Traumatic brain injury (TBI) is associated with psychiatric dysfunction-including pain, cognitive impairment, anxiety, and increased alcohol use. We previously demonstrated that inhibiting endocannabinoid degradation post-TBI with JZL184 attenuates neuroinflammation and neuronal hyperexcitability at the site of injury and improves neurobehavioral recovery. This study aimed to determine the effect of JZL184 on post-TBI behavioral changes related to psychiatric dysfunction and post-TBI neuroadaptations in brain regions associated with these behaviors. We hypothesized that JZL184 would attenuate post-TBI behavioral and neural changes in alcohol-drinking rats. Adult male Wistar rats were trained to operantly self-administer alcohol before receiving lateral fluid percussion injury. Thirty minutes post-TBI, rats received JZL184 (16 mg/kg, i.p.) or vehicle. Spatial memory (Y-maze), anxiety-like behavior (open field), alcohol motivation (progressive ratio responding), and mechanosensitivity (Von Frey) were measured 3-10 days post-injury, and ventral striatum (VS) and central amygdala (CeA) tissue were collected for western blot analysis of phosphorylated glutamate receptor subunit 1 (GluR1) and glucocorticoid receptor (GR). TBI impaired spatial memory, increased anxiety-like behavior, and increased motivated alcohol drinking. JZL184 prevented these changes. TBI also increased phosphorylated GluR1 and GR in the CeA (but not the VS) compared with sham controls. JZL184 attenuated post-TBI GR phosphorylation in the CeA. These findings suggest that TBI produces comorbid cognitive dysfunction, increased alcohol motivation, and anxiety-like behavior, possibly related to amygdala dysfunction, and these changes are prevented by systemic post-TBI endocannabinoid degradation inhibition. Thus, boosting endocannabinoid tone post-TBI may represent a viable therapeutic strategy for TBI-related psychiatric comorbidities such as alcohol use disorder and anxiety.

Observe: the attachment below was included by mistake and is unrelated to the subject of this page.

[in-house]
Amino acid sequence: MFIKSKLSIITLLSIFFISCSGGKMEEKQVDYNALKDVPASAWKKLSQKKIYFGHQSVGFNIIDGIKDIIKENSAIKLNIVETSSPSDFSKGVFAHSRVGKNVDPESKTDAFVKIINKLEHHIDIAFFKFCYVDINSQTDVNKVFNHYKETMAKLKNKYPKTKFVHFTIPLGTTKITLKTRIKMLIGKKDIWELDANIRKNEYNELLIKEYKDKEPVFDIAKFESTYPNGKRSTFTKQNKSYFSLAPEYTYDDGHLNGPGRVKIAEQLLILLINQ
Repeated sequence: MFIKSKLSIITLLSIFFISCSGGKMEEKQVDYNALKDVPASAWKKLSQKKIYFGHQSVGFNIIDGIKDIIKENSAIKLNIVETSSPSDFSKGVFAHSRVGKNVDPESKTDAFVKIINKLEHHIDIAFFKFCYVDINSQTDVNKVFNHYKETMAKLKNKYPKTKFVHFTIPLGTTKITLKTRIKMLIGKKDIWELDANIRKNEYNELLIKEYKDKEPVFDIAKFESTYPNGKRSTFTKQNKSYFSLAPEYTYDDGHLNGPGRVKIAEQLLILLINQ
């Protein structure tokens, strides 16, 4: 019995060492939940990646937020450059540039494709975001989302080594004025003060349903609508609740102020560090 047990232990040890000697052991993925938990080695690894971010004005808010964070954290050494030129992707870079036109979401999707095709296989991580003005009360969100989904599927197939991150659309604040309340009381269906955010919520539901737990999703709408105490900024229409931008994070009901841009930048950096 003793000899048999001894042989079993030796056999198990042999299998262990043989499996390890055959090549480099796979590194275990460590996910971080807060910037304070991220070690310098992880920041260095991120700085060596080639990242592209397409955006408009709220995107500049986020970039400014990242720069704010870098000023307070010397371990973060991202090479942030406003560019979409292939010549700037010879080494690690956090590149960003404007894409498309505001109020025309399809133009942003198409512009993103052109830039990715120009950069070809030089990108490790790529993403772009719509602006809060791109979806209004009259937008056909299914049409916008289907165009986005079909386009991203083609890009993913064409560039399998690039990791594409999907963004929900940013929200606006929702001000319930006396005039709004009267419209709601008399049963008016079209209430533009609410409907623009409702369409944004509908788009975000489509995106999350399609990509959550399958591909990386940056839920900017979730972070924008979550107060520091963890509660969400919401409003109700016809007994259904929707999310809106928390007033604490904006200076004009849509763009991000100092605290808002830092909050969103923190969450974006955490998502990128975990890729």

Keywords: JZL184; alcohol motivation; anxiety; central amygdala; glucocorticoid receptor.